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Livin' in the changing 'burbs

The suburbs are the American dream, right? Living in a nice house, having a good job, a happy family. Cheryl Hines

Up until a couple years ago, I had no desire to live in a suburban area. I grew up on a farm in a rural community and have spent my career working in smallish schools and living modestly sized communities - most happily on a lake somewhere in the country. Living in a downtown metro area sounded interesting. But the 'burbs - old, ultraconservative, white folks - no thanks.

A job opportunity made a move to a suburb rather inevitable. And moving from small town life to this new environment of busy roads, no downtown, large shopping malls, and a seemingly-removed government has been a long adjustment. My suspicion that suburbs lack the personality - even the soul - of smaller towns was not entirely unfounded.

Suburbs, mine included, are also making adjustments as this interesting Pew Study reveals. We are becoming less conservative, older, poorer, and more racially diverse. But we are gaining population. And of course, this is impacting our schools in very big ways. My district is now a "minority-majority" district and we are still searching for ways to close the achievement gap. We are serving more immigrant families with language acquisition needs. An increasing number of our students need not just free and reduced price lunches, but help getting enough to eat on the weekends and over the summer. We are experiencing "white-flight" with parents placing kids through open enrollment in less diverse districts nearby.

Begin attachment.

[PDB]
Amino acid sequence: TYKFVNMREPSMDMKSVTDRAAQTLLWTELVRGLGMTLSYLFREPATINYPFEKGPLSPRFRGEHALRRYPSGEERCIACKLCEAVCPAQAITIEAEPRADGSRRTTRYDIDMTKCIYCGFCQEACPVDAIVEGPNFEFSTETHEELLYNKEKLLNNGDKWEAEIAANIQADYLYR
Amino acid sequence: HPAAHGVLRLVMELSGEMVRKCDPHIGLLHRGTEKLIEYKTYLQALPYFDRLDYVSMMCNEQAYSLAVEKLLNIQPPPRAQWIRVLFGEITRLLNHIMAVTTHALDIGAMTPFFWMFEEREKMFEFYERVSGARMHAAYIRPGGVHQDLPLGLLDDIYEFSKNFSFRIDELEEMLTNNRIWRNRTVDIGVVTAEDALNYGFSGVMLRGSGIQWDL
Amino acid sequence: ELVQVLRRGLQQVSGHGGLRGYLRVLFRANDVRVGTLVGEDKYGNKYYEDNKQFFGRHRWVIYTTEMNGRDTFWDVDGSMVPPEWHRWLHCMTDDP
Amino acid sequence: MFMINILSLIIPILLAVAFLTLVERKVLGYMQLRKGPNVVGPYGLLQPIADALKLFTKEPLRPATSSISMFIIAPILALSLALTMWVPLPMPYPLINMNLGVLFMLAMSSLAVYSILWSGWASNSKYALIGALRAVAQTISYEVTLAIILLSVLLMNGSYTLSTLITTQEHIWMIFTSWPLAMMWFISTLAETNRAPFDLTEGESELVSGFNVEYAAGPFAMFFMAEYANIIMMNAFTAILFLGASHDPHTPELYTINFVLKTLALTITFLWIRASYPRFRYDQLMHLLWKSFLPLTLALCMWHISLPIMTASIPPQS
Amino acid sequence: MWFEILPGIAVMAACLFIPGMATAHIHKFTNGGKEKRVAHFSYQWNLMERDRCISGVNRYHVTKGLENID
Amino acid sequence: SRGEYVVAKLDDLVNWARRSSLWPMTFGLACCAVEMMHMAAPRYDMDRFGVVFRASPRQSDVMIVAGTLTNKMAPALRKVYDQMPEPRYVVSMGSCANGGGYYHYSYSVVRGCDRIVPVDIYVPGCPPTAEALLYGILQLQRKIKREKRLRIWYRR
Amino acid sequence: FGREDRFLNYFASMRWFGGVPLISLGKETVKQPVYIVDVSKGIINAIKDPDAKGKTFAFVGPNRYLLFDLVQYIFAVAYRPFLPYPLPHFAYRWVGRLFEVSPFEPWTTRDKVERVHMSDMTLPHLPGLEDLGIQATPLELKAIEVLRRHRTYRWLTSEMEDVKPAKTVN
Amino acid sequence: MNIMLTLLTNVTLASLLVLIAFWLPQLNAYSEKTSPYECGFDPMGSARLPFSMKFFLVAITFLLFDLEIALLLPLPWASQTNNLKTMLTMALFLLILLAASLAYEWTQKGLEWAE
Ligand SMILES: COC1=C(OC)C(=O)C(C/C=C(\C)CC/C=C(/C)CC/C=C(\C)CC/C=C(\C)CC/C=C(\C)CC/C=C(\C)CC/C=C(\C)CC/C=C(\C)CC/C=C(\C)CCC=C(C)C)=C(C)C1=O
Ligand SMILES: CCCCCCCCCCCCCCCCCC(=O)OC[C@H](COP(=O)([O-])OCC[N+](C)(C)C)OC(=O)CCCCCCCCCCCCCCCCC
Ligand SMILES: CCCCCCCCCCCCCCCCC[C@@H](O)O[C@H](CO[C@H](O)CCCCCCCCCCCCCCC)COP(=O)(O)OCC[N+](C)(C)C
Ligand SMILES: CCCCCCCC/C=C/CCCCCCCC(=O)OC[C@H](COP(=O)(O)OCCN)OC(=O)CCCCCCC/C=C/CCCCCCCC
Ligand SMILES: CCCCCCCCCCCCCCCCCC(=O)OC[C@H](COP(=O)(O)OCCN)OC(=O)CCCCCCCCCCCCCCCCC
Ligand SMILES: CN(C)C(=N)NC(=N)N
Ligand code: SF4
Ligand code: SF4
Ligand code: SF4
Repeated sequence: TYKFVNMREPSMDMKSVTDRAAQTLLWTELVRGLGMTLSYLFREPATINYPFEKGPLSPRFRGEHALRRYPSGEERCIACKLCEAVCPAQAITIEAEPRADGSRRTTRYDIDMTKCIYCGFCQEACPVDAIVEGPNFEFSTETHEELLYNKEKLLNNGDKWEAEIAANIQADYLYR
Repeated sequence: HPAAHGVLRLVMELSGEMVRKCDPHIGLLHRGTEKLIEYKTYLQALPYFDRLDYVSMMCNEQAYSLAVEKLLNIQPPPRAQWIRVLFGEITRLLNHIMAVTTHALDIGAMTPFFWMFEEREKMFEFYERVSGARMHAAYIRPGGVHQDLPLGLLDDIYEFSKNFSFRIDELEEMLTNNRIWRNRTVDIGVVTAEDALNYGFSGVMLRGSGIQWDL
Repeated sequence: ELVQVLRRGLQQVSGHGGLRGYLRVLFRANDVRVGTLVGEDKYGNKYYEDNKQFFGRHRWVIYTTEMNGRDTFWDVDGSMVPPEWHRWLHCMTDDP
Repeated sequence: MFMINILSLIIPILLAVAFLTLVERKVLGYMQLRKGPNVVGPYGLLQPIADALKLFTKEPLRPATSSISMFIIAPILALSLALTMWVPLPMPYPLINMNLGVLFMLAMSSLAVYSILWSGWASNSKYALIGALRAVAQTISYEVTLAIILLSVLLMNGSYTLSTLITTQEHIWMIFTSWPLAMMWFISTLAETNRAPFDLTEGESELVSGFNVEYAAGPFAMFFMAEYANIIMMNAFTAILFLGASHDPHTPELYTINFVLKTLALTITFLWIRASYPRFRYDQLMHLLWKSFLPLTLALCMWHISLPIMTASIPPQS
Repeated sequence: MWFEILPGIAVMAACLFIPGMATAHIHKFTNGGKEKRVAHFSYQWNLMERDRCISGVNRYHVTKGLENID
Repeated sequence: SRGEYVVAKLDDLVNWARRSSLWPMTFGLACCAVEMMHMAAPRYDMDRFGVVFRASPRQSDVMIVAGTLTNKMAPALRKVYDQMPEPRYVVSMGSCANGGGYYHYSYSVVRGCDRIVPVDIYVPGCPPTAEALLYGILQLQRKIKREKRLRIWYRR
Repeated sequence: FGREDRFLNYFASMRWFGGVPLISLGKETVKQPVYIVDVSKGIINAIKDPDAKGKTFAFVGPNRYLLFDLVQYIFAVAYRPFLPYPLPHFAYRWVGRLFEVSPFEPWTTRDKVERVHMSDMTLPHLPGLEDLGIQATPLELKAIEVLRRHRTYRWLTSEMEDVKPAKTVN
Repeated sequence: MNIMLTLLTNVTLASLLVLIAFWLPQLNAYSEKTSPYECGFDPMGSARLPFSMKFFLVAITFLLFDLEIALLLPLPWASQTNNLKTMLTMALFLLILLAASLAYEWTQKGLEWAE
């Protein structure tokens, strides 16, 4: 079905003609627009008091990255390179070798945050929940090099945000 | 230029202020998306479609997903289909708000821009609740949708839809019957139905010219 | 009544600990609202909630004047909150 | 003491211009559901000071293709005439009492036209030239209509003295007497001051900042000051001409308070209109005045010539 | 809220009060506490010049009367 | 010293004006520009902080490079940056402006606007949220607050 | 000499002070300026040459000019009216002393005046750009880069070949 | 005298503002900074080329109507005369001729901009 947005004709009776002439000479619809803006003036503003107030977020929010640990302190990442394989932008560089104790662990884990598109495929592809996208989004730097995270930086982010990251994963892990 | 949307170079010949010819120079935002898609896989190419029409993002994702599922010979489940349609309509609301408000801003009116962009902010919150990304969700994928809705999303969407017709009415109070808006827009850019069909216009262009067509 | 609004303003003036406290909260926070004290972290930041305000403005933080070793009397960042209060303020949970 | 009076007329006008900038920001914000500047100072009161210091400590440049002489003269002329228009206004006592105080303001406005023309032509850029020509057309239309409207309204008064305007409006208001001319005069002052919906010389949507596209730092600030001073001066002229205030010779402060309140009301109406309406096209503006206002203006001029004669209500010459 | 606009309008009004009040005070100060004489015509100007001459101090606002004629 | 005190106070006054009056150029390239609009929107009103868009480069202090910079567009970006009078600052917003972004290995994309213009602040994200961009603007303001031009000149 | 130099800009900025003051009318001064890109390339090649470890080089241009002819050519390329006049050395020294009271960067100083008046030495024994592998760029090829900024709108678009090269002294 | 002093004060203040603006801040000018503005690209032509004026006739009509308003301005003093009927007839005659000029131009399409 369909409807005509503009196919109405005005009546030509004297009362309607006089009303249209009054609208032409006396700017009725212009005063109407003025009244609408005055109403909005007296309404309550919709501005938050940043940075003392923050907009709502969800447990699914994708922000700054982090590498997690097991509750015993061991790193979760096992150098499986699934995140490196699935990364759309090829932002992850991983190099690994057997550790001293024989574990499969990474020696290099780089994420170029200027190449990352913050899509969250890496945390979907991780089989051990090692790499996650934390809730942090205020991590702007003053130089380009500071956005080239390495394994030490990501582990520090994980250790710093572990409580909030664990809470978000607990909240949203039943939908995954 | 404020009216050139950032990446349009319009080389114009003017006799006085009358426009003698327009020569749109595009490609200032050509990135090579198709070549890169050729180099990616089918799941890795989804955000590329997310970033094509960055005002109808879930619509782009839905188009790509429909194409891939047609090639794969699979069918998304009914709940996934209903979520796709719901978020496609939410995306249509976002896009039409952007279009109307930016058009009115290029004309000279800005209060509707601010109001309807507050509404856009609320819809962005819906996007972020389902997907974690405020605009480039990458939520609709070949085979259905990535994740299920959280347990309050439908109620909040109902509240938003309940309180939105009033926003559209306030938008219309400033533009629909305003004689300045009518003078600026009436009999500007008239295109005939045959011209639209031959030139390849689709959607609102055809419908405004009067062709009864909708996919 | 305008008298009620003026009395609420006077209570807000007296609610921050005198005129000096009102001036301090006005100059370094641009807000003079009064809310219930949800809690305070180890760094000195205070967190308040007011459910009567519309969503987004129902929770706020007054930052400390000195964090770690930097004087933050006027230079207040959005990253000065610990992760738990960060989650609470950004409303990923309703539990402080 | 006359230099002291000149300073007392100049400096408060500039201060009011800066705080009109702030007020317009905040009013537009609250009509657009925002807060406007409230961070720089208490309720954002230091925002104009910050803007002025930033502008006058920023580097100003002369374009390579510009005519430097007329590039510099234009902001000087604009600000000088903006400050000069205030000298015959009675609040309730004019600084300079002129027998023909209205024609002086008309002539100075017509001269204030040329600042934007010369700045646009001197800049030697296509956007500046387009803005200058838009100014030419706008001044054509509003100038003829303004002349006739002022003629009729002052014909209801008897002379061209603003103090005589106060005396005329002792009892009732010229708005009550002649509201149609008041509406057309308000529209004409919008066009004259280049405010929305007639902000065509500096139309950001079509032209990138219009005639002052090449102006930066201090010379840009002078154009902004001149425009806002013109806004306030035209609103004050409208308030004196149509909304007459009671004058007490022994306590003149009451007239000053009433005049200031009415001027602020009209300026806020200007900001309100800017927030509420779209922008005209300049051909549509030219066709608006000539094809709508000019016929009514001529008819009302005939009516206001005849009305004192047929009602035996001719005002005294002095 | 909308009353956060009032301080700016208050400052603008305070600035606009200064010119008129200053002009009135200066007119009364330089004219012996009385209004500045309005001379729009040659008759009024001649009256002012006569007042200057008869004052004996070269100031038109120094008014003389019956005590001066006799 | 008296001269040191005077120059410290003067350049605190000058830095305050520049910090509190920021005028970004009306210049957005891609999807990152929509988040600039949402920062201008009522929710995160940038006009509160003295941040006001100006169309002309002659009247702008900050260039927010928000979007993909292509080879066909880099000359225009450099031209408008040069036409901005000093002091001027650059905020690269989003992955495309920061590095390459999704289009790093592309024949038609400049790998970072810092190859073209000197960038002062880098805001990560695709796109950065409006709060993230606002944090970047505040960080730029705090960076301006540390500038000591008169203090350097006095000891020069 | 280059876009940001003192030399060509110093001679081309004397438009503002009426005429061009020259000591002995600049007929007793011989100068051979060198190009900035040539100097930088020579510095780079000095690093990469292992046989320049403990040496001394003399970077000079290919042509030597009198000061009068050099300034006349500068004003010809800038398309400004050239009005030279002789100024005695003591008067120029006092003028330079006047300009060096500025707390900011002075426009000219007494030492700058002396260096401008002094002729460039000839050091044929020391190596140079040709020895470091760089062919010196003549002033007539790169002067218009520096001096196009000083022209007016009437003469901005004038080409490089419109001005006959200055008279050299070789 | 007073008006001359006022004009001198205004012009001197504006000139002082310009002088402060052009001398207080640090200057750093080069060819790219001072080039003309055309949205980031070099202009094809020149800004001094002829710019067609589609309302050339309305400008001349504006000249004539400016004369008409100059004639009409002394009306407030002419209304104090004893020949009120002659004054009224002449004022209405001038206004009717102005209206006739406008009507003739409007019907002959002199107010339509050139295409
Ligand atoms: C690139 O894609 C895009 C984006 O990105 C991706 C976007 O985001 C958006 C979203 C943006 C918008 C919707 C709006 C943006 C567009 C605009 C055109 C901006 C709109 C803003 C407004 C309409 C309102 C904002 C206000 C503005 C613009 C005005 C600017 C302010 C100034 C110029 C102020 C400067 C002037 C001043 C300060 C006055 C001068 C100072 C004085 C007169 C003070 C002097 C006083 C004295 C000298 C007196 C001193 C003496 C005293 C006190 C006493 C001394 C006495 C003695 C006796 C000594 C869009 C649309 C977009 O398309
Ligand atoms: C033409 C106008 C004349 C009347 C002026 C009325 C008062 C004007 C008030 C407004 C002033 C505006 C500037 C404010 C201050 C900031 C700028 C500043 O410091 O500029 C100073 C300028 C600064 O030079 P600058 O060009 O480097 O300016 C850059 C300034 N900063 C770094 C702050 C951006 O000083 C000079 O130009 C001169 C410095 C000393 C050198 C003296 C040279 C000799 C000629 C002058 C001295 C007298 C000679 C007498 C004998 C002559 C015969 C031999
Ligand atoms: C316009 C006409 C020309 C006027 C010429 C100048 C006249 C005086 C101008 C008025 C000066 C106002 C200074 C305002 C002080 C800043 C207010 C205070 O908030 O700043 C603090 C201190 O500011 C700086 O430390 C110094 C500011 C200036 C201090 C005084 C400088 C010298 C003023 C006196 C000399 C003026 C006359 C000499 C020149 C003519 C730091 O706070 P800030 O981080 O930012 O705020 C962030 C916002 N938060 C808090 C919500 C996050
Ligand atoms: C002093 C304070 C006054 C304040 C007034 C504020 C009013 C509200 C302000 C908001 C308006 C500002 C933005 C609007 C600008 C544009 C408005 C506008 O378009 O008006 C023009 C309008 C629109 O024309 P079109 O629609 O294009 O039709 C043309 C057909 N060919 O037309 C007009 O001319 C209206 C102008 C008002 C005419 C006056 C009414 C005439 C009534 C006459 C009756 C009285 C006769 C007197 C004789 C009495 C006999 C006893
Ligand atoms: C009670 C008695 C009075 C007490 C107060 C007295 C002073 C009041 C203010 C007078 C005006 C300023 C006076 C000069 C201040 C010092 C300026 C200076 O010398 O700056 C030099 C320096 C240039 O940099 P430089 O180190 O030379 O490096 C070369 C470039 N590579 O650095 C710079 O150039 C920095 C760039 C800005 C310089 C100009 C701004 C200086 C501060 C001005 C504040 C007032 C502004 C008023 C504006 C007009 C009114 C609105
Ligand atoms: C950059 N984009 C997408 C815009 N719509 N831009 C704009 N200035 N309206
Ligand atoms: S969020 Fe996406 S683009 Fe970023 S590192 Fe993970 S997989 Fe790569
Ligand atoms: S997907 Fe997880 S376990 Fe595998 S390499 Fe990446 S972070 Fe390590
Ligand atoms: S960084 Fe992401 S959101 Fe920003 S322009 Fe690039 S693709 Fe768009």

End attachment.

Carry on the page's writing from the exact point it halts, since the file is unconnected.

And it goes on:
I sincerely believe our entire staff - from board members to bus drivers - is trying to figure out how we as a district needs to change as our community changes. And there are no easy answers. So much of what influences if and how our kids learn is outside our control. A homeless kid may have more to worry about than knowing the Pythagorean Theorem.

But I think we will adjust. Just as I am adjusting to living outside my small town comfort zone by joining a service club and participating in hiking and biking group activities, so will our district figure out how to allocate its resources, change its teaching methods, communicate more effectively, and retain all families living in our community. Change is bumpy with starts and stops and much discomfort at times. But it happens.

I often think of the old quote from Seneca: The fates guide those who go willingly; those who do not, they drag.

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